That local injustice created such national furor that Starbucks’ CEO not only apologized but also announced the company “will be closing its more than 8,000 company-owned stores in the United States on the afternoon of May 29 to conduct racial-bias education geared toward preventing discrimination in our stores.” Nonetheless, the incident highlighted continuing racial issues such as persistent white fear of black males; recurring overreaction by law enforcement (the police chief later apologized); and the incipient racism that stalks almost every level of American life, divisions even our most iconic “reminders of home” cannot evade or ignore with latte and a blueberry scone.
Which brings us to the Church. Mass shootings like those in Charleston, S.C., and Sutherland Springs, Texas, have shattered the false security of our most iconic ecclesiastical environs. Truth to tell, that reality sometimes causes me to calculate options for taking cover should the sanctuary where I’m preaching or worshiping be invaded by a shooter. Worship in American churches now demands both spiritual and physical vulnerability of us all, an eerie link with our early Christian forebears.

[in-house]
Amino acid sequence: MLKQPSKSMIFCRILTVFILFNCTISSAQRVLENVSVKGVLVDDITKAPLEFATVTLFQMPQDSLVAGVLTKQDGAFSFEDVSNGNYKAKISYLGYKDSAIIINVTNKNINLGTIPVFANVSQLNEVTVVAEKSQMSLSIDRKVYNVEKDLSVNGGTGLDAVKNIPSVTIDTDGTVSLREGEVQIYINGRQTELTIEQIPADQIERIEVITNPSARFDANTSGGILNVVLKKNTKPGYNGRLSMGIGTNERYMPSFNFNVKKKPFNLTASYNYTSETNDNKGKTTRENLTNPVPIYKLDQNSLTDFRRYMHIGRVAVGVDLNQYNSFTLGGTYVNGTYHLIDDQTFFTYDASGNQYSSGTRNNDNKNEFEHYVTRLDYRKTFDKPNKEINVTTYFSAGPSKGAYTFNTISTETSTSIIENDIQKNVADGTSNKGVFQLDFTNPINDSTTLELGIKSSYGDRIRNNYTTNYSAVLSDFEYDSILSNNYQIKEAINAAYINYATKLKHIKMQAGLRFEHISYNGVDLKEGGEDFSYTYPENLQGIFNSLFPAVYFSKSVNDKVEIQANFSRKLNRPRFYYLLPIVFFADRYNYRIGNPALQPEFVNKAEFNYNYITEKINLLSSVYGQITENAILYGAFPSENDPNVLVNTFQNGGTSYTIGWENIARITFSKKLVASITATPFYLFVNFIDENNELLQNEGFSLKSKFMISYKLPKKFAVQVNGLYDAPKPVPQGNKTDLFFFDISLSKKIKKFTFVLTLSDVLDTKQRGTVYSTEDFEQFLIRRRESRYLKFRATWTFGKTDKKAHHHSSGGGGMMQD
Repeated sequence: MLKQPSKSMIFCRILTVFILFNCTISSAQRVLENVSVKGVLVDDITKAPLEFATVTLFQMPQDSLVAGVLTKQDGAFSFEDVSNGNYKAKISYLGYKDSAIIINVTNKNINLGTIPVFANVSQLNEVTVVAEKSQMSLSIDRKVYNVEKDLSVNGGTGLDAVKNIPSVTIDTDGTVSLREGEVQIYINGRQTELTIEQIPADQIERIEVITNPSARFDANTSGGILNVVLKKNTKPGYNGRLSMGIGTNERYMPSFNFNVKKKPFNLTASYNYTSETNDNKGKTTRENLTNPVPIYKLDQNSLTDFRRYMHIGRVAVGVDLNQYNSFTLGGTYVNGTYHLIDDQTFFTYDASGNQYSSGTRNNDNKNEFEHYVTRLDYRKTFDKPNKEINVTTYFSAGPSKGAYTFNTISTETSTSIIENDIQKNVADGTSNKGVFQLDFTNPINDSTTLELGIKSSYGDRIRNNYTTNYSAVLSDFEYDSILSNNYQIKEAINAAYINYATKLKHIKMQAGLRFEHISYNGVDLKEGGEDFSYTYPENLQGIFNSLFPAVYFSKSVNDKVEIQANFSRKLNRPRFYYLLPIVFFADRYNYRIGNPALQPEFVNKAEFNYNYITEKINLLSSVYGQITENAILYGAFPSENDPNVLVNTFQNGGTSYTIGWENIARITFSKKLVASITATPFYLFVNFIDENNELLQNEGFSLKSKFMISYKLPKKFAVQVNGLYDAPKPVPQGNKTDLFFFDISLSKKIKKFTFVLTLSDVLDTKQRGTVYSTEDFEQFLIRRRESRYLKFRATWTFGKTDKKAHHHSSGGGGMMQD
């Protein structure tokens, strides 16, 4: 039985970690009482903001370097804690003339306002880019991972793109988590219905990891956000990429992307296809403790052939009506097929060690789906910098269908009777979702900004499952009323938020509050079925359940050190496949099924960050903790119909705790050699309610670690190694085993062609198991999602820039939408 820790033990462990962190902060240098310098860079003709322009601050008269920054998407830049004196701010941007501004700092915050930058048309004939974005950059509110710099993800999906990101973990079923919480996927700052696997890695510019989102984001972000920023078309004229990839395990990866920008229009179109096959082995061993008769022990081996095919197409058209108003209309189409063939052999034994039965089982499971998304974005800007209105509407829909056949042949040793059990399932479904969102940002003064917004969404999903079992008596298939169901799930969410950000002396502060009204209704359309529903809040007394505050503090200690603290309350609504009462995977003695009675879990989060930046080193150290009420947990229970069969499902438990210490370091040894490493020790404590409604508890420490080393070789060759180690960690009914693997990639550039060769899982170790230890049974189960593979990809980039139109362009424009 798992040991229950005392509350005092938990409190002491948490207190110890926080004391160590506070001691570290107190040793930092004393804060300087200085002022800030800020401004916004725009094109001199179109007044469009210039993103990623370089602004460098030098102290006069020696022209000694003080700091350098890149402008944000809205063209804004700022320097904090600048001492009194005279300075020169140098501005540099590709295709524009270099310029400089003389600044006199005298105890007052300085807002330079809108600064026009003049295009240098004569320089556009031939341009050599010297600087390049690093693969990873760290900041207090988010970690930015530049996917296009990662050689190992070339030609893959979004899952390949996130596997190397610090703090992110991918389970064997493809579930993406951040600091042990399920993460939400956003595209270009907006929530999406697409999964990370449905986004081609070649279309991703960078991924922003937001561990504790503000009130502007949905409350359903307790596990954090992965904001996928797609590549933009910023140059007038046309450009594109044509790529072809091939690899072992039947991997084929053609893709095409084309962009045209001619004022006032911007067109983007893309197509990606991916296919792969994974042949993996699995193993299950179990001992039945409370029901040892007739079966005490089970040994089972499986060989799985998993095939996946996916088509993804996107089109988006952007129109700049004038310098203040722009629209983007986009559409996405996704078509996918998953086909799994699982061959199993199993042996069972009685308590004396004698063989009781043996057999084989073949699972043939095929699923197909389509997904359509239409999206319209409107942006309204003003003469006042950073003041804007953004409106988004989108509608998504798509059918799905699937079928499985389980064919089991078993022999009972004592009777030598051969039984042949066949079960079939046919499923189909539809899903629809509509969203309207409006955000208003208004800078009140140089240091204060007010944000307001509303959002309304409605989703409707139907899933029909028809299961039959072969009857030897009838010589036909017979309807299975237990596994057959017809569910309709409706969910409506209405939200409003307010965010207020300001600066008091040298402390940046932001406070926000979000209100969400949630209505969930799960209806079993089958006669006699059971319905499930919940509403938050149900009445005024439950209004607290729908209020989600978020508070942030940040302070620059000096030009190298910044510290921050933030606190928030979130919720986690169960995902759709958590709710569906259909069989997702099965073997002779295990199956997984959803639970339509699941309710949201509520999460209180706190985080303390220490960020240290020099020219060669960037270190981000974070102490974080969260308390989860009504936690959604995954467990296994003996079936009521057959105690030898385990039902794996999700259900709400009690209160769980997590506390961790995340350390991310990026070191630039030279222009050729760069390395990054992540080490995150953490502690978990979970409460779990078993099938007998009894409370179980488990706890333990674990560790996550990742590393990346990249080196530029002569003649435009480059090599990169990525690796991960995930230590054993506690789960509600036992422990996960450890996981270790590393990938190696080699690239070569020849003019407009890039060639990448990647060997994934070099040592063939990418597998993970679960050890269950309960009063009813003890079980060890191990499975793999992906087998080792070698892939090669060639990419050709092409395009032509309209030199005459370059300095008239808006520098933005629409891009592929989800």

And what if outsiders perceive our well-crafted mission statements and misplaced actions as evidence of a kind of bait-and-switch-gospel, piously claiming that in Christ there is neither Jew/Greek, slave/free, male/female, while periodically mobilizing the theological police when folks inside and outside our iconic ecclesial communities don’t conform to our ways of doing, being, seeing gospel as quickly or thoroughly as we demand. How many Americans think the church is a safe place, only to discover it isn’t, at least not for them.
I write these words while sitting in Panera Bread, where at the table next to me a guy in a camouflage jacket is drinking coffee and mumbling incoherently, getting louder and angrier with each new java refill, a so far harmless but continuing reminder of the fragility and vulnerability present in even our safest sanctuaries. And in ourselves, with or without camouflage jackets.